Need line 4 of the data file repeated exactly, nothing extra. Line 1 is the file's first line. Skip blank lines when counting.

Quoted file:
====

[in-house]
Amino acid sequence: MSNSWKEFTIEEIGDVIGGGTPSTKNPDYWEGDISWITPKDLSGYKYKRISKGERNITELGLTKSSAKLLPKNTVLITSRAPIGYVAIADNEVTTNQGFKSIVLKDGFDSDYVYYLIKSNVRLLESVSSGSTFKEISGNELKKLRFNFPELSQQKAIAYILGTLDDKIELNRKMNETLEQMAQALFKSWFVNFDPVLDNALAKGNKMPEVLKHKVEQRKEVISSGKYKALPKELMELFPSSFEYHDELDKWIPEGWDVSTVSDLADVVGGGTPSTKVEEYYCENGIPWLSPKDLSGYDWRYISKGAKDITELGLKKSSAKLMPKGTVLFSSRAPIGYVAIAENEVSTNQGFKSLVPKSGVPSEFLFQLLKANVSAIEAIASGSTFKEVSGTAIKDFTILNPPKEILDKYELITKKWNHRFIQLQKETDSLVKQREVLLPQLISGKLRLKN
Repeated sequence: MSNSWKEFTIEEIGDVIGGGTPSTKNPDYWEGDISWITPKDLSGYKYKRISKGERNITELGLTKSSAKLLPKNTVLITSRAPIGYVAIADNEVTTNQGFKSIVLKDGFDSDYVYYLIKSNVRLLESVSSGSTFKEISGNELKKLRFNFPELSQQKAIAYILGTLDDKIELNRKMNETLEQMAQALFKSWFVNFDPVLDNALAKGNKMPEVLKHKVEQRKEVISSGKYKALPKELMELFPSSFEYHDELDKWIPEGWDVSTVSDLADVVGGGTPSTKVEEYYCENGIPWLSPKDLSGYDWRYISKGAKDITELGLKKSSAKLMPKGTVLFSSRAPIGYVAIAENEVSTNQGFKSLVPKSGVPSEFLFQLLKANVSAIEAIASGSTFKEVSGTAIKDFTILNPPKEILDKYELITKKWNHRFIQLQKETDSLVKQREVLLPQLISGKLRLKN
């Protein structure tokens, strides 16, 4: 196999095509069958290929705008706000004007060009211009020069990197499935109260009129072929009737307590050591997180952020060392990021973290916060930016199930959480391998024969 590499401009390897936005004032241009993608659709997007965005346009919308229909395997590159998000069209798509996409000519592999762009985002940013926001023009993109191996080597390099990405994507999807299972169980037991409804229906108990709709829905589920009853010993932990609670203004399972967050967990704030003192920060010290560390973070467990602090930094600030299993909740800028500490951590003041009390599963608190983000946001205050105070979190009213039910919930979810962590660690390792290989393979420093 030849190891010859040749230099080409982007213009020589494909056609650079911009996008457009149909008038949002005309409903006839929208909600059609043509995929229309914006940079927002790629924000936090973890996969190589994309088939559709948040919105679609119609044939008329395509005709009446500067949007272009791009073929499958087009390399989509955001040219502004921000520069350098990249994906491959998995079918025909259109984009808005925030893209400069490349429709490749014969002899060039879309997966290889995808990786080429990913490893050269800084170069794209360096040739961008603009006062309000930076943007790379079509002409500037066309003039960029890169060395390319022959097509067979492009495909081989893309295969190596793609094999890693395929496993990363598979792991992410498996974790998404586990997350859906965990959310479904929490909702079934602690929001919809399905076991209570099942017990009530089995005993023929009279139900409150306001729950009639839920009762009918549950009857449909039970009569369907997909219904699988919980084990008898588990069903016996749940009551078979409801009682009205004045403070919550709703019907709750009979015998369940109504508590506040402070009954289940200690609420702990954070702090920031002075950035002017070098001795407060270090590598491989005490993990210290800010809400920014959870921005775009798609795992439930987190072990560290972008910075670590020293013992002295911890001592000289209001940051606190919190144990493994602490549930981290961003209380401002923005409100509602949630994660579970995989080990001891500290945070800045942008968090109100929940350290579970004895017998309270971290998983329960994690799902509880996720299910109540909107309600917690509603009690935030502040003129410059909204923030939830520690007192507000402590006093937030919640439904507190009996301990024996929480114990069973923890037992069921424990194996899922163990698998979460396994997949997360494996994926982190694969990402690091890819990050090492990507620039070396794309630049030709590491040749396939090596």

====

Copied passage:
């Protein structure tokens, strides 16, 4: 196999095509069958290929705008706000004007060009211009020069990197499935109260009129072929009737307590050591997180952020060392990021973290916060930016199930959480391998024969 590499401009390897936005004032241009993608659709997007965005346009919308229909395997590159998000069209798509996409000519592999762009985002940013926001023009993109191996080597390099990405994507999807299972169980037991409804229906108990709709829905589920009853010993932990609670203004399972967050967990704030003192920060010290560390973070467990602090930094600030299993909740800028500490951590003041009390599963608190983000946001205050105070979190009213039910919930979810962590660690390792290989393979420093 030849190891010859040749230099080409982007213009020589494909056609650079911009996008457009149909008038949002005309409903006839929208909600059609043509995929229309914006940079927002790629924000936090973890996969190589994309088939559709948040919105679609119609044939008329395509005709009446500067949007272009791009073929499958087009390399989509955001040219502004921000520069350098990249994906491959998995079918025909259109984009808005925030893209400069490349429709490749014969002899060039879309997966290889995808990786080429990913490893050269800084170069794209360096040739961008603009006062309000930076943007790379079509002409500037066309003039960029890169060395390319022959097509067979492009495909081989893309295969190596793609094999890693395929496993990363598979792991992410498996974790998404586990997350859906965990959310479904929490909702079934602690929001919809399905076991209570099942017990009530089995005993023929009279139900409150306001729950009639839920009762009918549950009857449909039970009569369907997909219904699988919980084990008898588990069903016996749940009551078979409801009682009205004045403070919550709703019907709750009979015998369940109504508590506040402070009954289940200690609420702990954070702090920031002075950035002017070098001795407060270090590598491989005490993990210290800010809400920014959870921005775009798609795992439930987190072990560290972008910075670590020293013992002295911890001592000289209001940051606190919190144990493994602490549930981290961003209380401002923005409100509602949630994660579970995989080990001891500290945070800045942008968090109100929940350290579970004895017998309270971290998983329960994690799902509880996720299910109540909107309600917690509603009690935030502040003129410059909204923030939830520690007192507000402590006093937030919640439904507190009996301990024996929480114990069973923890037992069921424990194996899922163990698998979460396994997949997360494996994926982190694969990402690091890819990050090492990507620039070396794309630049030709590491040749396939090596």